Objectives: The purpose of this paper is to present longitudinal data on nutrient intakes of youth with emphases on differences by sex and race/ethnicity. Nutrients selected for examination are those implicated in chronic disease. Design: 24-hour dietary recalls were collected from a cohort of third, fifth and eighth graders (n = 1874). Setting and subjects: The sample is drawn from the Child and Adolescent Trial for Cardiovascular Health and includes students from California, Louisiana, Minnesota and Texas. Results: Across the total sample, nutrient intakes met recommended levels except that total fat, saturated fat and sodium consistently exceeded recommendations and calcium and iron intake of girls consistently fell short of recommended levels. Nutrient consumption between third and eighth grade differed by sex and race/ethnicity for a number of nutrients. In particular, females' intake of energy from total fat, calcium, iron, folic acid, vitamin A and vitamin D decreased over time relative to males' intakes, controlling for overall energy intake. Compared with the other ethnic/racial groups, African-American students increased their intake of energy from total fat and saturated fat over time. Conclusions: Our results suggest that the diets of youth change over time, and negative trends are more common in females than in males and in African-American and Hispanics compared with Caucasian students. Nutrition education and intervention are needed throughout childhood and adolescence with an emphasis on choosing healthful foods. In addition, greater attention to differential opportunities and reinforcements for females and males, and Caucasian, Hispanic and African-American students is warranted.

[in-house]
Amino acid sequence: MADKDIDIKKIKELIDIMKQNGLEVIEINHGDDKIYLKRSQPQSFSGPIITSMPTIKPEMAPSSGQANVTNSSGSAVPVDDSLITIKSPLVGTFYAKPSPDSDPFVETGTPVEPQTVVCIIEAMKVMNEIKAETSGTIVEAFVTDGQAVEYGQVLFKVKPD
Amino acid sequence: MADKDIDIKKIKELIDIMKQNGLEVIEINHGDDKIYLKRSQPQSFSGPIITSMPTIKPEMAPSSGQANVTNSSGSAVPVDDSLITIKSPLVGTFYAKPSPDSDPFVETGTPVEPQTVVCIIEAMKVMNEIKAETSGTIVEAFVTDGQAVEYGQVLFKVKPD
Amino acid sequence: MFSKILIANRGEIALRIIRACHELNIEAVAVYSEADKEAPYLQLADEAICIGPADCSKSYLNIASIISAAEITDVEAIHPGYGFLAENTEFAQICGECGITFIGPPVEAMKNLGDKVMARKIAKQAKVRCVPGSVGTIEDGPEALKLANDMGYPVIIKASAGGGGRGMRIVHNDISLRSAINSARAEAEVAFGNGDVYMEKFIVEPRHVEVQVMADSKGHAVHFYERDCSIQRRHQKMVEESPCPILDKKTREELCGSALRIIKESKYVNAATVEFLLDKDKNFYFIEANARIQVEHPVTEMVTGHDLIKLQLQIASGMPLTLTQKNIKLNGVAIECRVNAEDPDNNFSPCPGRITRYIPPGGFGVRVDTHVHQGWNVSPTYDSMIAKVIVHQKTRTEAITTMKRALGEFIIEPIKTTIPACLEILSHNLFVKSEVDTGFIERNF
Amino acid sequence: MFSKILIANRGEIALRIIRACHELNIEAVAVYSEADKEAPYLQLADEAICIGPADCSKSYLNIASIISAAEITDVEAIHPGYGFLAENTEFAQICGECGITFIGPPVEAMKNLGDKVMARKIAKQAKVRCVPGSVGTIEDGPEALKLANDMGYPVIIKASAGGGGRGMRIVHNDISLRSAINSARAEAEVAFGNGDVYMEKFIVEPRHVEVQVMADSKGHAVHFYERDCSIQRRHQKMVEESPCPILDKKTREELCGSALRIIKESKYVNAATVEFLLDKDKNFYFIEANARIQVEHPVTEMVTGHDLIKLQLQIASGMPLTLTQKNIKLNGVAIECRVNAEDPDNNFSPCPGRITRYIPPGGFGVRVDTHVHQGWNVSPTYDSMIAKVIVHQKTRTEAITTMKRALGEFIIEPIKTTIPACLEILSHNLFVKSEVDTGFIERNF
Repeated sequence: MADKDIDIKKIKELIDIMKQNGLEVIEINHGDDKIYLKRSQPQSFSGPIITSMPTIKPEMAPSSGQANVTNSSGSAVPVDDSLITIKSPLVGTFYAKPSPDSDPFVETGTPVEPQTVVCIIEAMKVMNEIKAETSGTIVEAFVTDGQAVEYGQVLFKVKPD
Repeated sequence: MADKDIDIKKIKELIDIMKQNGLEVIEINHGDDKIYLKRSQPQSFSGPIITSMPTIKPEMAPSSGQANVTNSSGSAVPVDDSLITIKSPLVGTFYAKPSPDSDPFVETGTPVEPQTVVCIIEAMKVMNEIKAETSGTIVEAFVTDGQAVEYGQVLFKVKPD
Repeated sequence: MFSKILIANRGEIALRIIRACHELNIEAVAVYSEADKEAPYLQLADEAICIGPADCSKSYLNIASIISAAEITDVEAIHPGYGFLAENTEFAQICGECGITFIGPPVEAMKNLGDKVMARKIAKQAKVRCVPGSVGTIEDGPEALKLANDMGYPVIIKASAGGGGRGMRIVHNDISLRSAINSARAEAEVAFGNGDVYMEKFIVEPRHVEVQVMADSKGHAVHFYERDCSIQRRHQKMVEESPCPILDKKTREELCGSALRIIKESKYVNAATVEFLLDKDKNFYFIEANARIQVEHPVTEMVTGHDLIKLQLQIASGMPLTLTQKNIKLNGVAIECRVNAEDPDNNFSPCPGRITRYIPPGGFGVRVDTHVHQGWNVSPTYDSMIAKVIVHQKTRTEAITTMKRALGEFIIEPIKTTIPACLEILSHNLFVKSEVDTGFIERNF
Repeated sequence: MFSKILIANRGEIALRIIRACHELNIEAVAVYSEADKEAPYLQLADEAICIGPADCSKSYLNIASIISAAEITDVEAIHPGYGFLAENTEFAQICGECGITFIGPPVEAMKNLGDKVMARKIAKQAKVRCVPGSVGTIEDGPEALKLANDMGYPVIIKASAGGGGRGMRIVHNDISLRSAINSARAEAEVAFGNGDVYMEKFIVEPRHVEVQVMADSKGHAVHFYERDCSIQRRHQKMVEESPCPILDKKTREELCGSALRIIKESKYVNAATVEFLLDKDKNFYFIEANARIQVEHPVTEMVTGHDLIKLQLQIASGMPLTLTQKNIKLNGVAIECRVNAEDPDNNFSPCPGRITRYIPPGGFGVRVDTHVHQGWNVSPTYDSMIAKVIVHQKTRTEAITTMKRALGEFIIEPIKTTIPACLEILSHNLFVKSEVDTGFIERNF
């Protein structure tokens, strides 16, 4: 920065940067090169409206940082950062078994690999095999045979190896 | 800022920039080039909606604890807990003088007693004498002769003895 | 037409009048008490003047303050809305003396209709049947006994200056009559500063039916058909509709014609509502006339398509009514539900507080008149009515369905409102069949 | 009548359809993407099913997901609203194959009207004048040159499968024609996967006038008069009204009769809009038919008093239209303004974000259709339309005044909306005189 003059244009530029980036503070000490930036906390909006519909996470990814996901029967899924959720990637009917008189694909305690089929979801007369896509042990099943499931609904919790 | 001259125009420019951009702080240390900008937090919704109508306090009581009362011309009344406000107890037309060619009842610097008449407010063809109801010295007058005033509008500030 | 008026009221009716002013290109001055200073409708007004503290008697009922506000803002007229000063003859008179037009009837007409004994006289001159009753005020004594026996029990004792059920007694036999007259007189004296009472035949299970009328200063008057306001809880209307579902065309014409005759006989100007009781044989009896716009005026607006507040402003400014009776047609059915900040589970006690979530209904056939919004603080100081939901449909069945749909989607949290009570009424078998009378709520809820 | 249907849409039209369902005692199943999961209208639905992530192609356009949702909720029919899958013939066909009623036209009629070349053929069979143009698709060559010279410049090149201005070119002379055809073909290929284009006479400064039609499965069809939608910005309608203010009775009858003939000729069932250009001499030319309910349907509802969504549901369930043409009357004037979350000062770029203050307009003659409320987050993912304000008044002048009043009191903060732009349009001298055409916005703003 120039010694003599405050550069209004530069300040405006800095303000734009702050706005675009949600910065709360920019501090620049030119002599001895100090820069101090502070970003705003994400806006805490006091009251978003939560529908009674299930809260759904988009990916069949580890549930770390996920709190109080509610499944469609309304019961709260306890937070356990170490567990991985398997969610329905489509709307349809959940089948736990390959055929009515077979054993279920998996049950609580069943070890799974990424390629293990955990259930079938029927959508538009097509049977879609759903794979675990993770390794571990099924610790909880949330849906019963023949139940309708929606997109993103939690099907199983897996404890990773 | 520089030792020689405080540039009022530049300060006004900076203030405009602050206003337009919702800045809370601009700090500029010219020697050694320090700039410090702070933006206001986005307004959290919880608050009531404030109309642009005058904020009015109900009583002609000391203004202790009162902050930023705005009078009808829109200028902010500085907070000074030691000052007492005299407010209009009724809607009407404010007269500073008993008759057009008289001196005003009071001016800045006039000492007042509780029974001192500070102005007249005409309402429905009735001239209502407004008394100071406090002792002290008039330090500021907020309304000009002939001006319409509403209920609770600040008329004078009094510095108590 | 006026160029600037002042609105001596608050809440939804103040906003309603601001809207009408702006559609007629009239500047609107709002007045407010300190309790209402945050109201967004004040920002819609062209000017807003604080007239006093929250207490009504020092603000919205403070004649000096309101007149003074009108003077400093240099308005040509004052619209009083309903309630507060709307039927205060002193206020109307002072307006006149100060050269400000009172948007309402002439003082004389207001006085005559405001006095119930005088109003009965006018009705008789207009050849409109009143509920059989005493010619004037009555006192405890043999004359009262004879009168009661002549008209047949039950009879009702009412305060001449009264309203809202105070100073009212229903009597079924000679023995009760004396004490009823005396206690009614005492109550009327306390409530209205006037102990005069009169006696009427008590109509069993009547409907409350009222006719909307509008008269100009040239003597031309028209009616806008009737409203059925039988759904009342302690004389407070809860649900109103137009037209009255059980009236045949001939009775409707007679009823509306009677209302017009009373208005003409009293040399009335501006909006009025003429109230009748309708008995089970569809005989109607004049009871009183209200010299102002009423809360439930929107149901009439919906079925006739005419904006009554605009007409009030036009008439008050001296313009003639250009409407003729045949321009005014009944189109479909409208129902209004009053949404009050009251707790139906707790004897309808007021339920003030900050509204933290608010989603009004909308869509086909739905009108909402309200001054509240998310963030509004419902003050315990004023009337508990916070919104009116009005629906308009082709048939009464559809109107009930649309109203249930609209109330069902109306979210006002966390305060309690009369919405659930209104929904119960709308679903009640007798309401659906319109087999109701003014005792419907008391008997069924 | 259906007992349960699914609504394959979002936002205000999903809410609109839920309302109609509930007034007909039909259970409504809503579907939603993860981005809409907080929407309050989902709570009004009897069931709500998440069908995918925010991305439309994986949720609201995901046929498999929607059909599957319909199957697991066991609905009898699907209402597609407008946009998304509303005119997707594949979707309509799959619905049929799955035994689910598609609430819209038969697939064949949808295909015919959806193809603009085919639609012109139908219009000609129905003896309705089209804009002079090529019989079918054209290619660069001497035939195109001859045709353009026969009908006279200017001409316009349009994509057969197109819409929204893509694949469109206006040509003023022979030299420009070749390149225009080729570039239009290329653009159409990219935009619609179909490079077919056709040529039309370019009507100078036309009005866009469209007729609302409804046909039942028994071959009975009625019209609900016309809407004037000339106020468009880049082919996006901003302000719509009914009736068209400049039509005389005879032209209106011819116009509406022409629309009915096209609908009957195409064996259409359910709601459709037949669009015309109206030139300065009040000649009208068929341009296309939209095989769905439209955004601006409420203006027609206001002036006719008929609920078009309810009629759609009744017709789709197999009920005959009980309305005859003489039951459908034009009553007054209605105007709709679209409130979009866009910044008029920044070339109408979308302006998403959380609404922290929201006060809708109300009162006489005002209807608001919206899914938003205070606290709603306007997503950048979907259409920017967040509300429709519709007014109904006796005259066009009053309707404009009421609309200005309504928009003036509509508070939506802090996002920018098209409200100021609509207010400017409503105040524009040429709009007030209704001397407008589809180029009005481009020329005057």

- Dietary recommendations
- Longitudinal study